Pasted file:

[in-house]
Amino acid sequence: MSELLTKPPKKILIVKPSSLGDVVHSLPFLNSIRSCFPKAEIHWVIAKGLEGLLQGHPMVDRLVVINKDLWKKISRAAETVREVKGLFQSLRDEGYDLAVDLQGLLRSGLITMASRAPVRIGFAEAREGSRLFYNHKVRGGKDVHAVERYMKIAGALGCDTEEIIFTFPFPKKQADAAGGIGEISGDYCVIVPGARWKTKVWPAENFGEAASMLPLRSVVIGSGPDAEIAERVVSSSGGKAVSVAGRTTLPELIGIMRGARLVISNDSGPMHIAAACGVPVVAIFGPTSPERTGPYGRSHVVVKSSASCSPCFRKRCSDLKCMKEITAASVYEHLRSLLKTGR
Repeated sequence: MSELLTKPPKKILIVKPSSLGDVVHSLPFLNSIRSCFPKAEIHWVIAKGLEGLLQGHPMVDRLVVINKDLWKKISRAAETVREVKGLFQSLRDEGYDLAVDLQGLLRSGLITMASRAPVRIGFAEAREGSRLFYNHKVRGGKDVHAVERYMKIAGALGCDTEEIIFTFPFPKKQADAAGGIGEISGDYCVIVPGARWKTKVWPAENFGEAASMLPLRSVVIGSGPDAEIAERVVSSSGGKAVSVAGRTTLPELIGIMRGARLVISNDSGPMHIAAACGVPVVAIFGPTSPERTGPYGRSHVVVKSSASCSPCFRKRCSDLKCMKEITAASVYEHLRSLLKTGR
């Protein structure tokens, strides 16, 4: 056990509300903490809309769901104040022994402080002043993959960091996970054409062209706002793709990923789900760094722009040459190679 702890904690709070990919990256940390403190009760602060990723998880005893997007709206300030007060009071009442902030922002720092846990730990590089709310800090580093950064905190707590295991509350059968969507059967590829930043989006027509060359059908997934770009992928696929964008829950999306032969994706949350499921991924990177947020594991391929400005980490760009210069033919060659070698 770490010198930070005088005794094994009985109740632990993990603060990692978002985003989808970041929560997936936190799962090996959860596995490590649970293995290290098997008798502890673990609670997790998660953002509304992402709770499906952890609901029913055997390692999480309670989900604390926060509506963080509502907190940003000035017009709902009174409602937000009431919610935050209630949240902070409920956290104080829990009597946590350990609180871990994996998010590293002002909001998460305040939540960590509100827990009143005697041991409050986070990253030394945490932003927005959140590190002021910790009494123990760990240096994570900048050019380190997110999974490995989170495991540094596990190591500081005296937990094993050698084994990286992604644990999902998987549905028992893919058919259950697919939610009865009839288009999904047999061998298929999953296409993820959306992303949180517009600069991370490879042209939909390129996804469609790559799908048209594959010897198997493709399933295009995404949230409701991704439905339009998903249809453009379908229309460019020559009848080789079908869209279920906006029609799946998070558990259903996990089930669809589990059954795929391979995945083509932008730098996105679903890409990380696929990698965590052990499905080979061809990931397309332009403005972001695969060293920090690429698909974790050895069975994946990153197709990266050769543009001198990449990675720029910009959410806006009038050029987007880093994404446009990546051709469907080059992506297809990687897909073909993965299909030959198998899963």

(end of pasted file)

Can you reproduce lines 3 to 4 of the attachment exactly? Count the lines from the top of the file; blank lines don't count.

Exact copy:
Repeated sequence: MSELLTKPPKKILIVKPSSLGDVVHSLPFLNSIRSCFPKAEIHWVIAKGLEGLLQGHPMVDRLVVINKDLWKKISRAAETVREVKGLFQSLRDEGYDLAVDLQGLLRSGLITMASRAPVRIGFAEAREGSRLFYNHKVRGGKDVHAVERYMKIAGALGCDTEEIIFTFPFPKKQADAAGGIGEISGDYCVIVPGARWKTKVWPAENFGEAASMLPLRSVVIGSGPDAEIAERVVSSSGGKAVSVAGRTTLPELIGIMRGARLVISNDSGPMHIAAACGVPVVAIFGPTSPERTGPYGRSHVVVKSSASCSPCFRKRCSDLKCMKEITAASVYEHLRSLLKTGR
């Protein structure tokens, strides 16, 4: 056990509300903490809309769901104040022994402080002043993959960091996970054409062209706002793709990923789900760094722009040459190679 702890904690709070990919990256940390403190009760602060990723998880005893997007709206300030007060009071009442902030922002720092846990730990590089709310800090580093950064905190707590295991509350059968969507059967590829930043989006027509060359059908997934770009992928696929964008829950999306032969994706949350499921991924990177947020594991391929400005980490760009210069033919060659070698 770490010198930070005088005794094994009985109740632990993990603060990692978002985003989808970041929560997936936190799962090996959860596995490590649970293995290290098997008798502890673990609670997790998660953002509304992402709770499906952890609901029913055997390692999480309670989900604390926060509506963080509502907190940003000035017009709902009174409602937000009431919610935050209630949240902070409920956290104080829990009597946590350990609180871990994996998010590293002002909001998460305040939540960590509100827990009143005697041991409050986070990253030394945490932003927005959140590190002021910790009494123990760990240096994570900048050019380190997110999974490995989170495991540094596990190591500081005296937990094993050698084994990286992604644990999902998987549905028992893919058919259950697919939610009865009839288009999904047999061998298929999953296409993820959306992303949180517009600069991370490879042209939909390129996804469609790559799908048209594959010897198997493709399933295009995404949230409701991704439905339009998903249809453009379908229309460019020559009848080789079908869209279920906006029609799946998070558990259903996990089930669809589990059954795929391979995945083509932008730098996105679903890409990380696929990698965590052990499905080979061809990931397309332009403005972001695969060293920090690429698909974790050895069975994946990153197709990266050769543009001198990449990675720029910009959410806006009038050029987007880093994404446009990546051709469907080059992506297809990687897909073909993965299909030959198998899963």